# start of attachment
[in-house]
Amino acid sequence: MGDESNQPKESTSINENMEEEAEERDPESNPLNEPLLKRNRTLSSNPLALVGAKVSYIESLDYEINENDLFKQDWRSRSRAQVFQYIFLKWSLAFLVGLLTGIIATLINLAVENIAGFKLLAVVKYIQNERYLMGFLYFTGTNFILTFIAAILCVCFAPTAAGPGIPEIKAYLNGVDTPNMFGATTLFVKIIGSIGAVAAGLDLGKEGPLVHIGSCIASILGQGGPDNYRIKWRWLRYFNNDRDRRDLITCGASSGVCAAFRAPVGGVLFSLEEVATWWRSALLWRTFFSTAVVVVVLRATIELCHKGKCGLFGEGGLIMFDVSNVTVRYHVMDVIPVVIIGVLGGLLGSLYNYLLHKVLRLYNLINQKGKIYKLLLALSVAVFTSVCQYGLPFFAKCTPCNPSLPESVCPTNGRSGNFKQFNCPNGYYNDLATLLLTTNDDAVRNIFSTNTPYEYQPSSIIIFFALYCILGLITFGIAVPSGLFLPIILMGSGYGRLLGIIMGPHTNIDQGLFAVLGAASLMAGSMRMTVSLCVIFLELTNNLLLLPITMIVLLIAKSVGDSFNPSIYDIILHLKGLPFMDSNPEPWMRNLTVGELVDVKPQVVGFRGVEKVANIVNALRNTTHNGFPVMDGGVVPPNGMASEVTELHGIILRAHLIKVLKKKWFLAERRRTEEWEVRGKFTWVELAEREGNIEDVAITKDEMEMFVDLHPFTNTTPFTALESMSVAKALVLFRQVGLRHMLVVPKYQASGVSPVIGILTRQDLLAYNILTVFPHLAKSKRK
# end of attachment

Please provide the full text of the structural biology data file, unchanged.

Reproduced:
[in-house]
Amino acid sequence: MGDESNQPKESTSINENMEEEAEERDPESNPLNEPLLKRNRTLSSNPLALVGAKVSYIESLDYEINENDLFKQDWRSRSRAQVFQYIFLKWSLAFLVGLLTGIIATLINLAVENIAGFKLLAVVKYIQNERYLMGFLYFTGTNFILTFIAAILCVCFAPTAAGPGIPEIKAYLNGVDTPNMFGATTLFVKIIGSIGAVAAGLDLGKEGPLVHIGSCIASILGQGGPDNYRIKWRWLRYFNNDRDRRDLITCGASSGVCAAFRAPVGGVLFSLEEVATWWRSALLWRTFFSTAVVVVVLRATIELCHKGKCGLFGEGGLIMFDVSNVTVRYHVMDVIPVVIIGVLGGLLGSLYNYLLHKVLRLYNLINQKGKIYKLLLALSVAVFTSVCQYGLPFFAKCTPCNPSLPESVCPTNGRSGNFKQFNCPNGYYNDLATLLLTTNDDAVRNIFSTNTPYEYQPSSIIIFFALYCILGLITFGIAVPSGLFLPIILMGSGYGRLLGIIMGPHTNIDQGLFAVLGAASLMAGSMRMTVSLCVIFLELTNNLLLLPITMIVLLIAKSVGDSFNPSIYDIILHLKGLPFMDSNPEPWMRNLTVGELVDVKPQVVGFRGVEKVANIVNALRNTTHNGFPVMDGGVVPPNGMASEVTELHGIILRAHLIKVLKKKWFLAERRRTEEWEVRGKFTWVELAEREGNIEDVAITKDEMEMFVDLHPFTNTTPFTALESMSVAKALVLFRQVGLRHMLVVPKYQASGVSPVIGILTRQDLLAYNILTVFPHLAKSKRK